Hawaiian Tour Shows Biodiesel’s Sustainability

John Davis

PacBiodiesel1A tour of some Hawaiian biodiesel facilities and the infrastructure that supports them demonstrated the sustainable nature of the green fuel. Biodiesel Magazine reports that recently Pacific Biodiesel, Big Island Biodiesel and Hawaii Pure Plant Oil hosted the tour, showing how the islands are developing a model that supports green jobs, local agriculture, the livestock industry and the community.

Guests representing various facets of the local community attended the event, from state legislators to farmers, ranchers and biodiesel fuel consumers.

With many of the pieces now in place, farmers, ranchers and biofuel producers hope to garner state support of this expanding community-based production chain. State and federal support will foster more local farming, ranching, production jobs and the involvement of the local community in sustainable, renewable energy creation, growing the local economy, keeping Hawaii green and working to achieve the state’s clean energy goals. The tour was broken into three segments.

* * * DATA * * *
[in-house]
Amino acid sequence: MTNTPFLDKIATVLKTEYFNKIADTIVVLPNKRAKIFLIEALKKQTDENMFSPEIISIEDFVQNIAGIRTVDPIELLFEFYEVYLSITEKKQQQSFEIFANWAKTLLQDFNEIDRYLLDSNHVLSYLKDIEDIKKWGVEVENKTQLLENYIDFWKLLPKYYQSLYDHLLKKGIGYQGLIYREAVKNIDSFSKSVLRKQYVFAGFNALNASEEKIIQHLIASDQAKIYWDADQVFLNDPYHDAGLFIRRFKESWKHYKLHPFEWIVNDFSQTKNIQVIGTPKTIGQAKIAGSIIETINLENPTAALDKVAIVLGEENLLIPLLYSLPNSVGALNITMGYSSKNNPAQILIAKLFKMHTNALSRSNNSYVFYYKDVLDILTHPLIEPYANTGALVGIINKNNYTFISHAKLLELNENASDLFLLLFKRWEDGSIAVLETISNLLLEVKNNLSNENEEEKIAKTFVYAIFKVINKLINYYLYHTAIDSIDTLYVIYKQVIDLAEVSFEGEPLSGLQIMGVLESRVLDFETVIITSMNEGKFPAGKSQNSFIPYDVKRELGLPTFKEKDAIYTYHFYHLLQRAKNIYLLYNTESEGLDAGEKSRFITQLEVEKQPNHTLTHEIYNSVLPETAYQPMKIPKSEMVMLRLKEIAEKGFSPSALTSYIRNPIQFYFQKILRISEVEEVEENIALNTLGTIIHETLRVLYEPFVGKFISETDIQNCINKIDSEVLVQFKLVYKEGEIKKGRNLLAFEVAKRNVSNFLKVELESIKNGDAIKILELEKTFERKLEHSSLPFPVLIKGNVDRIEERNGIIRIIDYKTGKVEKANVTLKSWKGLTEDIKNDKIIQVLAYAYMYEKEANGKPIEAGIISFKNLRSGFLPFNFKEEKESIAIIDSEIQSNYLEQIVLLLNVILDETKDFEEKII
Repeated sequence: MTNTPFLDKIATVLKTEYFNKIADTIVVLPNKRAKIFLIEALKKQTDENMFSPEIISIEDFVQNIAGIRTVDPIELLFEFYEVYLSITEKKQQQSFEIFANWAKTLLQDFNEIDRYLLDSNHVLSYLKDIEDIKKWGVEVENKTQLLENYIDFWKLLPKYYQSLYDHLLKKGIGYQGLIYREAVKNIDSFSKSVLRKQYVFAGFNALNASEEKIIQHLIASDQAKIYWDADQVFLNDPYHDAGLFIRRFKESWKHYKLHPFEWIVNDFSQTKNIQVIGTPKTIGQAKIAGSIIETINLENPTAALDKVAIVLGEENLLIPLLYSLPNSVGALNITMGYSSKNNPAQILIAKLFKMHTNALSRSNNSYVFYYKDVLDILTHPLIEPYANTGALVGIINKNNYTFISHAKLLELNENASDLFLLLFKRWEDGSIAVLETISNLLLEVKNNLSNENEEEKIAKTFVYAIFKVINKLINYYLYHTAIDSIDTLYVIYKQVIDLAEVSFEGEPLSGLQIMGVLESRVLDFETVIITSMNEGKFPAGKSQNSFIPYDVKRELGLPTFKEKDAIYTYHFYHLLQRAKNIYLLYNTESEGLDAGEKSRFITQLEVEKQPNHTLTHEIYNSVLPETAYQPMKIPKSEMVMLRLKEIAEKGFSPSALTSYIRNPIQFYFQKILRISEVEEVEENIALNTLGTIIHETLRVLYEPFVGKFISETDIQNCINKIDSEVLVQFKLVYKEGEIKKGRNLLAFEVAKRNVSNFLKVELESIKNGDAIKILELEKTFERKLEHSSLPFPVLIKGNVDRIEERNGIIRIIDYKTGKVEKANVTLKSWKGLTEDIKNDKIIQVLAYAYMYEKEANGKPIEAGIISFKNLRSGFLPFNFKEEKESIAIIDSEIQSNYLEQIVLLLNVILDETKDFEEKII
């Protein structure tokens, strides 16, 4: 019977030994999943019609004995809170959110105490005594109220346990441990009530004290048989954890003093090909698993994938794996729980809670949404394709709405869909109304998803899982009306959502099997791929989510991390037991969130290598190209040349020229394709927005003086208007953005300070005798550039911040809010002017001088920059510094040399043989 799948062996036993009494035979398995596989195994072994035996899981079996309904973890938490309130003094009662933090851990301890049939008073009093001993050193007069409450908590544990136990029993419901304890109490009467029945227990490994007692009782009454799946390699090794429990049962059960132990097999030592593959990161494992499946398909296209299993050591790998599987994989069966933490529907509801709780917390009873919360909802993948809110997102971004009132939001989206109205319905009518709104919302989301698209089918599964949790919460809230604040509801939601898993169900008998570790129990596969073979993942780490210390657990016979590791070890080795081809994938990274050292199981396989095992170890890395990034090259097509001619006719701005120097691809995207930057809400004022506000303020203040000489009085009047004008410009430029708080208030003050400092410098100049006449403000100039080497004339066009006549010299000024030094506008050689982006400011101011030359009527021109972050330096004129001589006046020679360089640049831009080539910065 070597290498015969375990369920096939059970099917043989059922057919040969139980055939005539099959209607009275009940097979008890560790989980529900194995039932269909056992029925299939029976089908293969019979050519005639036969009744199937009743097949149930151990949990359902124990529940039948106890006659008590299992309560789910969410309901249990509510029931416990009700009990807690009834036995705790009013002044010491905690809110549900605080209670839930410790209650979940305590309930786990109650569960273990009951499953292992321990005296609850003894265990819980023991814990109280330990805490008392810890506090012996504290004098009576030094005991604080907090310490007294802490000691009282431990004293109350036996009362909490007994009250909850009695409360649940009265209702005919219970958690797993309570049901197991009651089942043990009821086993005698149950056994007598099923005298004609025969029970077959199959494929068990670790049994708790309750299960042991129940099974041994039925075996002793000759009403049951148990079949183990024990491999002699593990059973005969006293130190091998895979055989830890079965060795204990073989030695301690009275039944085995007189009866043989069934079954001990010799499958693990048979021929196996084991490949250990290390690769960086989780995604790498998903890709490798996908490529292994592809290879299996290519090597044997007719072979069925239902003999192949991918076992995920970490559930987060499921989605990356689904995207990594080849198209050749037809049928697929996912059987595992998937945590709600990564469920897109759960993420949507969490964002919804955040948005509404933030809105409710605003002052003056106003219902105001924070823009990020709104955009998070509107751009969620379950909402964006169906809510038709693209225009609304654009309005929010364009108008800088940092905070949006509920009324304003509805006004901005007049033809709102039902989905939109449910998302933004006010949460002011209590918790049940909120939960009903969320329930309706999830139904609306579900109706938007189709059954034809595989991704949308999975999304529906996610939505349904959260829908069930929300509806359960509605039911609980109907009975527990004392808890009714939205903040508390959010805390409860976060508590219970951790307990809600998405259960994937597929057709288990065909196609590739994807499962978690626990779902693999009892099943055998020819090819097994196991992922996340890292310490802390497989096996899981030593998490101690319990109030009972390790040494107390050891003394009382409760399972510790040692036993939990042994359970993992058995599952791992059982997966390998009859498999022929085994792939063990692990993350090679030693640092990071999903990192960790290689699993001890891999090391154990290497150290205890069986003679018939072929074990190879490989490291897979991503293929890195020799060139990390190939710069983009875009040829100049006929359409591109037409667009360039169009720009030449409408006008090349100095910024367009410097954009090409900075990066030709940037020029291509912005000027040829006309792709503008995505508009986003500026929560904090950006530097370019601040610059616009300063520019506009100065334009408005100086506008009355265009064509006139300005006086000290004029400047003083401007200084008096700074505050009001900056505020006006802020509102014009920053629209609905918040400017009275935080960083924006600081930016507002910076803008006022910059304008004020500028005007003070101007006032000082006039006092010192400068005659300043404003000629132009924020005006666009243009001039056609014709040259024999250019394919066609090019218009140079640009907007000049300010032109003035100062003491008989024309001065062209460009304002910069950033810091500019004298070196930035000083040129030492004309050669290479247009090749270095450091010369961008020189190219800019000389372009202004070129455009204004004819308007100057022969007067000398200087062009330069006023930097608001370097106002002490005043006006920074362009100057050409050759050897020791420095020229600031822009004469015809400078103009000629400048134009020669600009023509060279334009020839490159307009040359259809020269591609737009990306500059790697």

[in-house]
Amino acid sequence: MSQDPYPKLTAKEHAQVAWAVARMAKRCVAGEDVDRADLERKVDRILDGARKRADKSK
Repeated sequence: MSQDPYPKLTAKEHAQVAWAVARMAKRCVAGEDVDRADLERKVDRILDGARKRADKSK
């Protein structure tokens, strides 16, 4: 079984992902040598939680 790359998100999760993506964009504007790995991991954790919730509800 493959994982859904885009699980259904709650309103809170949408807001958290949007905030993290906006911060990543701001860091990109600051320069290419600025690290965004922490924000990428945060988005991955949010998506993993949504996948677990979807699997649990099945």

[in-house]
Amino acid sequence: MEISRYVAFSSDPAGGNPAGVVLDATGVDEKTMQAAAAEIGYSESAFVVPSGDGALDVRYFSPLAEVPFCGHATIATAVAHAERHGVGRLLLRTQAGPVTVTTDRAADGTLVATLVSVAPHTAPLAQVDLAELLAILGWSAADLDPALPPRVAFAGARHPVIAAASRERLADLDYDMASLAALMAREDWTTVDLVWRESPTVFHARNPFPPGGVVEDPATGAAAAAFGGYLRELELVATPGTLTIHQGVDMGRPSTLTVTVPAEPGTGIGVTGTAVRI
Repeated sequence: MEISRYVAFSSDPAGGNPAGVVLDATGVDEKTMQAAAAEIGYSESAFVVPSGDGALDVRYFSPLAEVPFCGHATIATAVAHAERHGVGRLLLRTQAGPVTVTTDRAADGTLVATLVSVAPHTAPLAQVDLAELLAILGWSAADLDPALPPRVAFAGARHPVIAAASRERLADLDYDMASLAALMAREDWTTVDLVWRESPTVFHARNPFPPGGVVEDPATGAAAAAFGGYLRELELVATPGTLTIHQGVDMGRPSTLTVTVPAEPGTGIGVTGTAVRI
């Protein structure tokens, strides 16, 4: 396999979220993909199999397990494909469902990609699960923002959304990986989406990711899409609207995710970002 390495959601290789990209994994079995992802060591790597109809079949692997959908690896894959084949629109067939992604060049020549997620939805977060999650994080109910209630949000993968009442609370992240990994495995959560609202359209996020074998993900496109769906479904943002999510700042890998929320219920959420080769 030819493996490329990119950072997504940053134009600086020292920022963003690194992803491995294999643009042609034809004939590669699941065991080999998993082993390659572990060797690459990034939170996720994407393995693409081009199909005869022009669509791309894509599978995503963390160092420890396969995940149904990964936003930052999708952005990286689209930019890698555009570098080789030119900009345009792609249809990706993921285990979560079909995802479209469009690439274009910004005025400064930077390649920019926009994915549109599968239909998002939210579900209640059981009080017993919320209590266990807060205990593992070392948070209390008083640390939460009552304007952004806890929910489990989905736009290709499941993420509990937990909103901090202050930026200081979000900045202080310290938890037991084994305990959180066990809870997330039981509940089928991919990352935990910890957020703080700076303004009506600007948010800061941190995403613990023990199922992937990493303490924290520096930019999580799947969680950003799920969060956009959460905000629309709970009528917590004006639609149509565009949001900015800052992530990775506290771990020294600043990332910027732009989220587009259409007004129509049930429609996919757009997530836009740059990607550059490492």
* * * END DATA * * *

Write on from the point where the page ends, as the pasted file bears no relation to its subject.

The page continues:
The Hawaii Pure Plant Oil farm was founded in 2008 by father and son team Christian and Jamie Twigg-Smith who planted a total of 200 acres of jatropha with the intent of harvesting its seeds and extracting the oil for biodiesel production.

Now, five years after the farm’s inception, the Twigg-Smiths have formed a direct collaboration with Pacific Biodiesel Technologies under its federally funded Hawaii Military Biofuel Crop project. The project involves developing production models for jatropha and other potential biofuel crops such as sunflower, safflower and camelina, to share with potential biofuel crop growers throughout the state.

The article goes on to say the recently installed HMBC seed crushing mill, the first of its kind in Hawaii, can crush a wide variety of sources. In addition, those oils can be sent right next door to Big Island Biodiesel, a multifeedstock biodiesel plant.